One of the first decisions that Gordon Cummings made after he was named chief operating officer of National Sea Products Ltd. last November was to delay ordering a sign for the firm’s new headquarters in downtown Halifax. “It was inappropriate to spend $50,000 on a sign when National Sea was in financial difficulty,” he told Maclean's last week. Cummings, 44, also decided to occupy two lower floors of the 17-storey building rather than putting the executive offices on the prestigious top floor. He added, “We wanted no ivory towers.” That down-to-earth management style has been the key to pulling National Sea back from financial disaster.
In late July the company, which is Canada’s largest seafood producer and maker of the Highliner brand, recorded a $7.2-million profit for the first six months of 1985, compared to an $18million loss in 1984. The turnaround took place only 17 months after government and private investors poured $110 million into the failing company as part of a financial restructuring. And in July National Sea’s board of directors appointed the highly regarded former Toronto management consultant as president-tacit approval for Cummings to proceed with his ambitious and controversial plans for expansion.
Only two years ago National Sea’s resurgence seemed improbable. In the late 1970s it had borrowed heavily to
modernize its trawler fleet and processing capacity, anticipating a bonanza from Canada’s 1977 declaration of a 200mile economic zone off its coasts. But markets for the increased catch did not materialize. As a result, by late 1983 National Sea owed $240 million, and its warehouses contained $100 million in unsold fish. To avoid bankruptcy a group of lenders —including such wealthy local families as the Jodreys, the Morrows and the Sobeys—saved the company in February, 1984.
The firm immediately tried to attract Cummings away from Toronto-based Woods Gordon, where he specialized in finance and computerized management. An adviser to the Kirby Task Force on Atlantic Fisheries in 1983, Cummings had studied the financial reports of dozens of East Coast fishing firms for clues to their problems. Said Cummings: “I had the data on everyone.” The company finally hired him as a consultant in August, 1984, and named him chief operating officer three months later.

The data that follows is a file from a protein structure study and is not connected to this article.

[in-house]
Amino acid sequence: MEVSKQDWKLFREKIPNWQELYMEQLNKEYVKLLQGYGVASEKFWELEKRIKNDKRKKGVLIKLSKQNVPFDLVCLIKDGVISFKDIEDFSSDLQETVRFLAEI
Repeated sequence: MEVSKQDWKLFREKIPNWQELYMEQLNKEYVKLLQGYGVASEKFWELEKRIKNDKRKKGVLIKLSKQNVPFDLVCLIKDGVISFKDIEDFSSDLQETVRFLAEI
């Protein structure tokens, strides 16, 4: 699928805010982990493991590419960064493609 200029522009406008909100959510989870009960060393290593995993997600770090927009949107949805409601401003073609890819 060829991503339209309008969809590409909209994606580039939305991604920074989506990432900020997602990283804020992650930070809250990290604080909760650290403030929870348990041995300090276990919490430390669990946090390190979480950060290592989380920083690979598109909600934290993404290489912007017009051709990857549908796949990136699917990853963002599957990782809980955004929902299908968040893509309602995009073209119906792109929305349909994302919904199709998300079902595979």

Cummings moved quickly to stabilize the fishing giant. He closed or sold six of its 21 fish-processing plants, slashed overtime costs and trimmed the work force of 8,000 by 200. Then, Cummings ordered several trawlers modified to bring ashore better-quality fish. He also introduced new Highliner products using lighter batters to appeal to dietconscious consumers.
National Sea also benefited from a
new federal fish quota system, which guarantees it access to a maximum volume of fish. That has allowed it to increase sales by providing major customers with a steady supply of fresh fish. Next month National Sea will start operating an international trading company to supply its customers with seafood purchased from outside Canada.
Still, there are problems ahead for the revitalized company. Fishermen in the American Northeast are pressing for countervailing duties on Canadian fish exports—a move that could threaten two-thirds of its nearly $500 million in sales. And the company’s request to the federal department of fisheries for permission to use a 250-foot deep-sea factory freezer trawler, capable of frèezing fish within minutes, has met with stiff opposition. Inshore fishermen in Nova Scotia and Newfoundland say that the trawler’s higher-quality fish may devalue their own catches, while unions claim that the new trawler will take jobs from shore-based processing plants. For his part, Cummings argues that the hightech ship is needed to ensure National Sea’s international competitiveness.
But so far Cummings’s strategy is seen as a welcome model for success in the still-troubled East Coast fishery. Said Senator Michael Kirby, who conducted the 1983 fishery task force: “They have followed a blueprint for recovery.”
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